“Building more skills tangentially from our core skills [is] going to be really critical as well, because efficiency and demand reduction are so critical as we go forward, as well as being able to build those new technologies. So, I think it’s a very exciting time where the ability to transition into different career paths is enormous.”
Alexandra Meldrum, VP of IChemE’s Learned Society, said that “energy is the engine that underpins an economy, so there’s actually opportunities in every other industry too”. She listed examples including food, water, and manufacturing.
During her presentation, Meldrum highlighted that greenhouse gas emissions are generated by a range of sectors, and these offer opportunities to make a difference. She said that chemical engineers can play a central role in finding solutions and looking at the future of industry – though it is an international challenge that calls for interdisciplinary teams to address these systemic challenges.
She said driving the needed change requires a “broader lens” that considers responsible production, safety, addressing major hazards, and using digital tools. These align with IChemE’s Learned Society priority topics, “areas that we believe are very important to focus on.
“As chemical engineers we can all make a difference. We’ve got the opportunity to bring in our professional expertise and to be looking at how we can continue to develop our knowledge and our skills.”
She recommended tools for developing skills and knowledge including IChemE’s position statements, webinars, journals, and its knowledge and sustainability hubs. For those interested in getting involved in the challenge she suggested the IChemE Energy Community of Practice, special interest groups, volunteer opportunities, and contributing to consultations and projects.
Taylor said: “What we try and encourage our students to do, is to think holistically about the problem, to be clear about the role that they can make, but also understand the contribution that can be made by other disciplines. I think more and more chemical engineers are going to be working with economists, material scientists, physicists, chemists, lawyers, whoever, to tackle these challenges because […] energy is a socio-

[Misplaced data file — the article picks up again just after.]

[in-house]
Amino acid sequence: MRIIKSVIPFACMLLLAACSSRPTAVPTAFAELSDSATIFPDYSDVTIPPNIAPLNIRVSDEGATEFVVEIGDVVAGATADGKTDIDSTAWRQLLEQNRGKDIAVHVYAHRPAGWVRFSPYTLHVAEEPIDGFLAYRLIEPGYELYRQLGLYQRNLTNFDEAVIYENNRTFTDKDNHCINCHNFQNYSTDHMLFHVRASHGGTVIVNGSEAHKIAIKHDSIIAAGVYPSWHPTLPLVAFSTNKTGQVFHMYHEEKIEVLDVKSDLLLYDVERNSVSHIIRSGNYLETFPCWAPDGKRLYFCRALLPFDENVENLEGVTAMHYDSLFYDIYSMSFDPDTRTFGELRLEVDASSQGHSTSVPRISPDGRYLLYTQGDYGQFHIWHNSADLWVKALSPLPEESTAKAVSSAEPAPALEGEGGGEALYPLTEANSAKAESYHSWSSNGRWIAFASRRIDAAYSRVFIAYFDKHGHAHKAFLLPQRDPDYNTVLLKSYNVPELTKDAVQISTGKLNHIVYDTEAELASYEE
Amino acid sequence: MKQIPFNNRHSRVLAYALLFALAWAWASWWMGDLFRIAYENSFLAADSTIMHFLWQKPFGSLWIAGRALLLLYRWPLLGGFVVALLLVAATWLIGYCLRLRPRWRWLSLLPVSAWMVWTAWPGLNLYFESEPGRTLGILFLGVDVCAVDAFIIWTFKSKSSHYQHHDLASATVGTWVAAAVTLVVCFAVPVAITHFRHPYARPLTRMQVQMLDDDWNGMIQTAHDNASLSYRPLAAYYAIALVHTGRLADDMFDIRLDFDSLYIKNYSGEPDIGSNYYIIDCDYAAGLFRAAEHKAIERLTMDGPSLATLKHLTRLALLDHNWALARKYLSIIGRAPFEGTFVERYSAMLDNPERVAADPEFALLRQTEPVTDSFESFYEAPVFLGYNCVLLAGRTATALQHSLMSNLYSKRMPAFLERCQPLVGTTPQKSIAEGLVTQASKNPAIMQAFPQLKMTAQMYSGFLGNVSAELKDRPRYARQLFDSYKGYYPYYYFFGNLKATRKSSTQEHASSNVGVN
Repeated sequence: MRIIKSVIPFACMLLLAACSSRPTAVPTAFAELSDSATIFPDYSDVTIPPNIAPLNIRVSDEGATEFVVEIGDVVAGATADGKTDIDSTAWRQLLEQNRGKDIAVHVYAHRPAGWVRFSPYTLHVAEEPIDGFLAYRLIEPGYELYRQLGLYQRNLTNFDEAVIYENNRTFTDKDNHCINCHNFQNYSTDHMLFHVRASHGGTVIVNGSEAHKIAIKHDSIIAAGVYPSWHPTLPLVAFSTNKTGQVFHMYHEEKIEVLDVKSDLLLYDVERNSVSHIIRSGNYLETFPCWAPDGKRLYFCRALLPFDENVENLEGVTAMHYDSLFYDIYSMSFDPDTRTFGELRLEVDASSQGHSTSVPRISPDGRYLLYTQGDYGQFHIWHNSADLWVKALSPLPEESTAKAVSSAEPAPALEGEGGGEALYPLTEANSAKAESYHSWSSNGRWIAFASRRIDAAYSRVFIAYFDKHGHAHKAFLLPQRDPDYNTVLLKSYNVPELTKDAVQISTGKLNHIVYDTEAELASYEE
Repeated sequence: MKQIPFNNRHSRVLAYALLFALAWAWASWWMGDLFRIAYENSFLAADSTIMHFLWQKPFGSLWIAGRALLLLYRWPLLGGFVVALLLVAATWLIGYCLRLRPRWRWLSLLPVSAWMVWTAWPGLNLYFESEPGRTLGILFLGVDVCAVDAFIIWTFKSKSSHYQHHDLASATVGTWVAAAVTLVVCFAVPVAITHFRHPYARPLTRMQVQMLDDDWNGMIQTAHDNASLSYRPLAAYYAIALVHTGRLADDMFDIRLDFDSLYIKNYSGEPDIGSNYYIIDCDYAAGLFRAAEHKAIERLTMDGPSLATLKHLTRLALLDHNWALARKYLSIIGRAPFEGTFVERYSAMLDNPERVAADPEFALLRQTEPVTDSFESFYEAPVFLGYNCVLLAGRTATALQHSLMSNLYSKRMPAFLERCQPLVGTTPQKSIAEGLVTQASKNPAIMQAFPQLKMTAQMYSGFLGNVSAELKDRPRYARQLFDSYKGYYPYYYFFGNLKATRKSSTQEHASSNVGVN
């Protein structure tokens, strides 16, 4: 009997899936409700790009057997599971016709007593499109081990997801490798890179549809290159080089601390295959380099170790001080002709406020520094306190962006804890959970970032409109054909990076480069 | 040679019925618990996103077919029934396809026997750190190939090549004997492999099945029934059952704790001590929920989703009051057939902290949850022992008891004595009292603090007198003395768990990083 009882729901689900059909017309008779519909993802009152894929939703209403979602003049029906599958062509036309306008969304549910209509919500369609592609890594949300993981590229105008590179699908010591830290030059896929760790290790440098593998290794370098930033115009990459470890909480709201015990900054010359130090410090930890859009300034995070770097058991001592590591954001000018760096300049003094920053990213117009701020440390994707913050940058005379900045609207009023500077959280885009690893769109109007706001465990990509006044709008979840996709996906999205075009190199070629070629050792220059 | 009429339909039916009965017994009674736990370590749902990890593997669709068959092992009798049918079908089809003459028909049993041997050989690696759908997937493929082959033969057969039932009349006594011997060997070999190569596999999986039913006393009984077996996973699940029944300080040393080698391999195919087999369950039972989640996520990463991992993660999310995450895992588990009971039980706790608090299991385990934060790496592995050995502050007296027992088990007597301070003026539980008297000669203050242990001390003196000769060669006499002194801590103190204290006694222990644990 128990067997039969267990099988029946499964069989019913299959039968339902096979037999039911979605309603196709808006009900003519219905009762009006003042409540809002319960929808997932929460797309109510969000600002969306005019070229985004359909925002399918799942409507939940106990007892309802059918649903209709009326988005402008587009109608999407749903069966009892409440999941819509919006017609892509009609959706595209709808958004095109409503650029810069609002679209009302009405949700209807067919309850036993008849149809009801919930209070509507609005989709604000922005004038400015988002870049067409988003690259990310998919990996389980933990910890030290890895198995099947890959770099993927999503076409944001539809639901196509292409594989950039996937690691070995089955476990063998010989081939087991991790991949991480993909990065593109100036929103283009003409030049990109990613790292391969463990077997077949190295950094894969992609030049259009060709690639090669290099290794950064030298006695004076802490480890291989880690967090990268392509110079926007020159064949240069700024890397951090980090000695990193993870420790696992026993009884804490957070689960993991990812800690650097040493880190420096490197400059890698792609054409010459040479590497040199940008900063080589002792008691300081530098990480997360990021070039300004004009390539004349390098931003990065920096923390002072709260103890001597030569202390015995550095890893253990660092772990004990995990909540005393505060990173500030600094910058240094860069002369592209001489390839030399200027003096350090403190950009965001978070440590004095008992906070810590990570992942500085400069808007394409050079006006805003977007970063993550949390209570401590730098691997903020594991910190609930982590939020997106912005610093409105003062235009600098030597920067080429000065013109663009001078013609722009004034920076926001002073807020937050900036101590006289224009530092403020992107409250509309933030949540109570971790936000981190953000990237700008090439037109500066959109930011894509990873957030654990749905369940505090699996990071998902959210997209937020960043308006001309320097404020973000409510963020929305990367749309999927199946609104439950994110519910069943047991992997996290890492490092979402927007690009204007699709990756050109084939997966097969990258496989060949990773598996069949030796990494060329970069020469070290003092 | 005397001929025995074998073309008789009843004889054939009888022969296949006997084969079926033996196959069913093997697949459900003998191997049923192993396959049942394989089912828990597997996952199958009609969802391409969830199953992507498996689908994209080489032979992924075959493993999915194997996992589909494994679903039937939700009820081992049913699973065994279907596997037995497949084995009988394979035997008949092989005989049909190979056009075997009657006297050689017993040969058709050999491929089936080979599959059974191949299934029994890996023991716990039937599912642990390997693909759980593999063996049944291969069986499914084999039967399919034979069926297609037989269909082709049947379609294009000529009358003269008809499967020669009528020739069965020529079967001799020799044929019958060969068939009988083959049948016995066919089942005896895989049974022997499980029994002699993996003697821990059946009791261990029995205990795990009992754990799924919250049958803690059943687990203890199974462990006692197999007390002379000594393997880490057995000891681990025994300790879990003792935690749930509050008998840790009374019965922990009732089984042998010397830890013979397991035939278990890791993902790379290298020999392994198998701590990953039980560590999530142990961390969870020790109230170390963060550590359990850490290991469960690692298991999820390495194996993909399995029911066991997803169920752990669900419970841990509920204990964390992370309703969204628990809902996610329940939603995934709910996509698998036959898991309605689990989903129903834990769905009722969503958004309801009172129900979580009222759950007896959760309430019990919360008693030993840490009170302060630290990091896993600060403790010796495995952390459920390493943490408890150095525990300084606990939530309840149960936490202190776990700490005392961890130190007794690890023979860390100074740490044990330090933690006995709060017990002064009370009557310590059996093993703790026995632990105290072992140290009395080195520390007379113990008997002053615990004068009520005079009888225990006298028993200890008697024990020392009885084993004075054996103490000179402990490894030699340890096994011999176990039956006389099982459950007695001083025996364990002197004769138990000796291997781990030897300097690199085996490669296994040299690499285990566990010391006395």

“So, you’ve got the technical bits, but you’ve also got the socio bits and if you don’t get both bits right then we’re not going to deliver the transition that we need, and so it’s incumbent on everybody from across all disciplines to be quite open to working together to meet this shared challenge.”
View the webinar recording here: https://bit.ly/3yZ35Zs
In the next webinar, chemical engineers will gather to discuss how to enable a shift to a circular economy while keeping people safe.
The panel comprises senior members from the profession, who collectively have a wide and deep knowledge and experience of processes and safety. They include Thomas Lakey, Dame Judith Hackitt, Darren Cunningham, Trish Kerin, and Ian Shott.
Blogging on the topic, IChemE Fellow Ian Thomas said that society’s increasing concern with risk and injury has led to an increase in safety, but accidents still happen. He added that safety will remain important in the future, particularly in reducing the potential for “low-frequency, high-consequence events which are abhorred by all of us.
“The future chemical engineer will be dealing with complex problems, some of which we don’t yet even know about. Consequently, the processes of learning and training need to continually adjust.”
Register for the 8 June webinar here: https://bit.ly/3PSC002
Submit your questions for the panel ahead of the webinar here: email@example.com
Thomas’ blog will be live from 1 June here: https://ichemeblog.org
And for more on the centenary, including historical reflections from IChemE members, visit the dedicated website: www.chemengevolution.org